Every day I get a call from a client asking for help involving ransomware. Friends have called in a panic when that dreadful message comes up on the screen informing you that you are the victim of ransomware with instructions on how to pay the ransom with bitcoin. It is no longer a surprise to get those calls. They are a mundane and sad part of the life of a privacy and security lawyer.
I love to read mysteries. Whodunnits filled with murders and kidnappings. Real stories of kidnappings in movies and books back in the day were based on the premise that if you paid the ransom, they would come back for more. If you paid the ransom, the crime would never cease. And if you paid it, you were never sure that you would get your loved one back. Remember when law enforcement was always on the other line during the phone call coaching the family on how to negotiate with the kidnapper? Refusing to pay the ransom and setting up a trick for the drop of the money always worked and justice prevailed!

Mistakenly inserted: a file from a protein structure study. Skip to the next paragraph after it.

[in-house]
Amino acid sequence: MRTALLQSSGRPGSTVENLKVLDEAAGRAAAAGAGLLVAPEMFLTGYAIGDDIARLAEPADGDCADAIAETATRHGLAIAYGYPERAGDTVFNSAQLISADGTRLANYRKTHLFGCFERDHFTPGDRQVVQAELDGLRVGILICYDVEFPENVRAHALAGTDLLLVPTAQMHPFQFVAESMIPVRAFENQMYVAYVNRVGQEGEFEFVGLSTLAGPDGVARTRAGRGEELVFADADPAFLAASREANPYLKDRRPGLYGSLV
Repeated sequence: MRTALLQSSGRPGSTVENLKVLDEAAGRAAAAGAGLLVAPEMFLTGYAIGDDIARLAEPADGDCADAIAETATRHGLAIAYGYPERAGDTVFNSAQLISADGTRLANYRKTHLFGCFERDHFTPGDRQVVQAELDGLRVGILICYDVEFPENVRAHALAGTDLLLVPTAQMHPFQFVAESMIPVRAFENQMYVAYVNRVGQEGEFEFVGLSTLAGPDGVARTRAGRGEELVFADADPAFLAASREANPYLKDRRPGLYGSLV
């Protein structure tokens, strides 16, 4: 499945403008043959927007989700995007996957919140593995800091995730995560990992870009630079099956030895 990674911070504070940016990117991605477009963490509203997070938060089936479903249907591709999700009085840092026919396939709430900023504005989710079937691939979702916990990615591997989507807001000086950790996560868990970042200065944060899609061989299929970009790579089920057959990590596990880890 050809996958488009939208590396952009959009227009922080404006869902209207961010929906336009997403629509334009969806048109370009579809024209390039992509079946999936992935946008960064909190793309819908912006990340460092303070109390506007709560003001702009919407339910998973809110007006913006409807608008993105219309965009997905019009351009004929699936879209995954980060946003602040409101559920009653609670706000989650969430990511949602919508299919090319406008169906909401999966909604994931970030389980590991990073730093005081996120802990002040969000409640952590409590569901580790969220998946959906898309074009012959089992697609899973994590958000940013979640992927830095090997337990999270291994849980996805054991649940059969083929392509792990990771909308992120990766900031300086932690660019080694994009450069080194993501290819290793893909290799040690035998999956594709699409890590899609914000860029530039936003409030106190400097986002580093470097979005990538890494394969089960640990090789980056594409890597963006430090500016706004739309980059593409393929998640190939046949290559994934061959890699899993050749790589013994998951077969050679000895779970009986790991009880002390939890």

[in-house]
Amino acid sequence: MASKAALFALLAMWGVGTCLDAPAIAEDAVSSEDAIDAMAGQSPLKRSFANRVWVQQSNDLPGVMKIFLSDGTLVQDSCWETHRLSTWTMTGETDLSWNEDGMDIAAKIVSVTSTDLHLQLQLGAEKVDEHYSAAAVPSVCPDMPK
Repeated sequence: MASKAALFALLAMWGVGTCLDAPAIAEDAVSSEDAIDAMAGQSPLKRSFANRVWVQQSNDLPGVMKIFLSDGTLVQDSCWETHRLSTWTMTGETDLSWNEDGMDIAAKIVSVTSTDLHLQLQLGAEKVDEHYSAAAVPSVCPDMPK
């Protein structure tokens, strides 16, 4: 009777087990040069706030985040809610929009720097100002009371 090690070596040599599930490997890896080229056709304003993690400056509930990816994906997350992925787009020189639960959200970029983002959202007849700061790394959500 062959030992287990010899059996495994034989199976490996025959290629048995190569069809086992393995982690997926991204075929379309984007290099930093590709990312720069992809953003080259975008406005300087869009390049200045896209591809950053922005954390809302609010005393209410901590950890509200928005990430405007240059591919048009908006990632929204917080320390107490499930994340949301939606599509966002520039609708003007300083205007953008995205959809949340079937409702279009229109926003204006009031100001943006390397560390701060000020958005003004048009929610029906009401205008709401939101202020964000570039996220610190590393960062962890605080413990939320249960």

Now I am not equating the kidnapping of a loved one with computer ransomware, but admittedly, there are similarities. When did data get so important that we have abandoned as a nation the notion of refusing to pay the kidnapper?
Law enforcement continues to recommend that companies refuse to pay ransom for data. Companies continue to not be fully prepared for a ransomware attack with robust data back-up, incident response, contingent operations and business interruption, so they are paying the ransom. The IBM study showed up to 70 percent of businesses are paying the kidnappers!
Folks, no wonder our data continues to be kidnapped. It is a great way for criminals to make money and if we keep paying the kidnappers, the more they will kidnap.
In 2017, let’s collectively work together to stop the kidnappers by refusing to pay them for our beloved data. That means we must all be prepared for a ransomware attack, combat it and give the kidnappers incentive to go elsewhere.